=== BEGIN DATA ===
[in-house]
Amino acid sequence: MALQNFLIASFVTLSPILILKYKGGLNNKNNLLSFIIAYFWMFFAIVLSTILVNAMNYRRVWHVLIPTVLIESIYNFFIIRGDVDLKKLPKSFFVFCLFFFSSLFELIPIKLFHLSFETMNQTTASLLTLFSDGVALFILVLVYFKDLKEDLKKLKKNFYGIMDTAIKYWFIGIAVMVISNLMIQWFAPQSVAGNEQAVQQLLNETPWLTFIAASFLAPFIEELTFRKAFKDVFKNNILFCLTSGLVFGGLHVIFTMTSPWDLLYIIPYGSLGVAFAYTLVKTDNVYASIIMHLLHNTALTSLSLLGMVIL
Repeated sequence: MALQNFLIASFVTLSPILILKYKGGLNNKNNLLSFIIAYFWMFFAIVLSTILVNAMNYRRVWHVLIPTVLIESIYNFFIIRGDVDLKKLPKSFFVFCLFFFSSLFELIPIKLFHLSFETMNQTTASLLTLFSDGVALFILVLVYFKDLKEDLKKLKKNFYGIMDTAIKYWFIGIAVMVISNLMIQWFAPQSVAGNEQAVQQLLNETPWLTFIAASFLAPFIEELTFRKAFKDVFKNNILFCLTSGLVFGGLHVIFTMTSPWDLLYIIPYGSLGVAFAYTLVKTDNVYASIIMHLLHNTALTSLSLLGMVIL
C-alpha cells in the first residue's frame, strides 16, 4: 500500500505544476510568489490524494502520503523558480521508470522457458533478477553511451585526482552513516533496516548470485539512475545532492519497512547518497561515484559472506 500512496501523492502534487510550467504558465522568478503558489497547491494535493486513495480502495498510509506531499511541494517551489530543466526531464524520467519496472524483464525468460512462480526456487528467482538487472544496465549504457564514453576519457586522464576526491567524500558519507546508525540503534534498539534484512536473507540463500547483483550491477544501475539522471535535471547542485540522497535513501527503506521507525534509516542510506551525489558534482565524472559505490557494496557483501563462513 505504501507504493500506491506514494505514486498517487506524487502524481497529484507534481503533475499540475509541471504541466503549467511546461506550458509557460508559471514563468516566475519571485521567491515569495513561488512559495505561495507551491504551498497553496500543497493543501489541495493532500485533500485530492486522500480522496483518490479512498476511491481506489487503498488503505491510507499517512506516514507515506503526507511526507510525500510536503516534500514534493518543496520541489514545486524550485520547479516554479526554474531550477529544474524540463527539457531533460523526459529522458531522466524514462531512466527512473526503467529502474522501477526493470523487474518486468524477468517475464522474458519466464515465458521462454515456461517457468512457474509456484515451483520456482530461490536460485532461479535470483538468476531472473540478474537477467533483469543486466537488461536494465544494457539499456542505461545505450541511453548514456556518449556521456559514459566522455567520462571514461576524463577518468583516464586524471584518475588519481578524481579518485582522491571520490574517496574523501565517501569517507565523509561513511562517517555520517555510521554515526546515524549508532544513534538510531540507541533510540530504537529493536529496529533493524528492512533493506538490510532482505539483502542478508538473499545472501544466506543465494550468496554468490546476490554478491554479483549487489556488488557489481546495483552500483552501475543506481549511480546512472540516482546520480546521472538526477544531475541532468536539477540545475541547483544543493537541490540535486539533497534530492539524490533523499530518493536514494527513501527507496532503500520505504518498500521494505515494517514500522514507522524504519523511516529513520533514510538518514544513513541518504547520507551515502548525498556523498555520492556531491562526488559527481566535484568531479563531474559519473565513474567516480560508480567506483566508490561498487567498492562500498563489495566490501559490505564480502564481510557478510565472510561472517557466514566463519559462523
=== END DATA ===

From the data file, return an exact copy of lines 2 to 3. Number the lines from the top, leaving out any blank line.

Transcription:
Amino acid sequence: MALQNFLIASFVTLSPILILKYKGGLNNKNNLLSFIIAYFWMFFAIVLSTILVNAMNYRRVWHVLIPTVLIESIYNFFIIRGDVDLKKLPKSFFVFCLFFFSSLFELIPIKLFHLSFETMNQTTASLLTLFSDGVALFILVLVYFKDLKEDLKKLKKNFYGIMDTAIKYWFIGIAVMVISNLMIQWFAPQSVAGNEQAVQQLLNETPWLTFIAASFLAPFIEELTFRKAFKDVFKNNILFCLTSGLVFGGLHVIFTMTSPWDLLYIIPYGSLGVAFAYTLVKTDNVYASIIMHLLHNTALTSLSLLGMVIL
Repeated sequence: MALQNFLIASFVTLSPILILKYKGGLNNKNNLLSFIIAYFWMFFAIVLSTILVNAMNYRRVWHVLIPTVLIESIYNFFIIRGDVDLKKLPKSFFVFCLFFFSSLFELIPIKLFHLSFETMNQTTASLLTLFSDGVALFILVLVYFKDLKEDLKKLKKNFYGIMDTAIKYWFIGIAVMVISNLMIQWFAPQSVAGNEQAVQQLLNETPWLTFIAASFLAPFIEELTFRKAFKDVFKNNILFCLTSGLVFGGLHVIFTMTSPWDLLYIIPYGSLGVAFAYTLVKTDNVYASIIMHLLHNTALTSLSLLGMVIL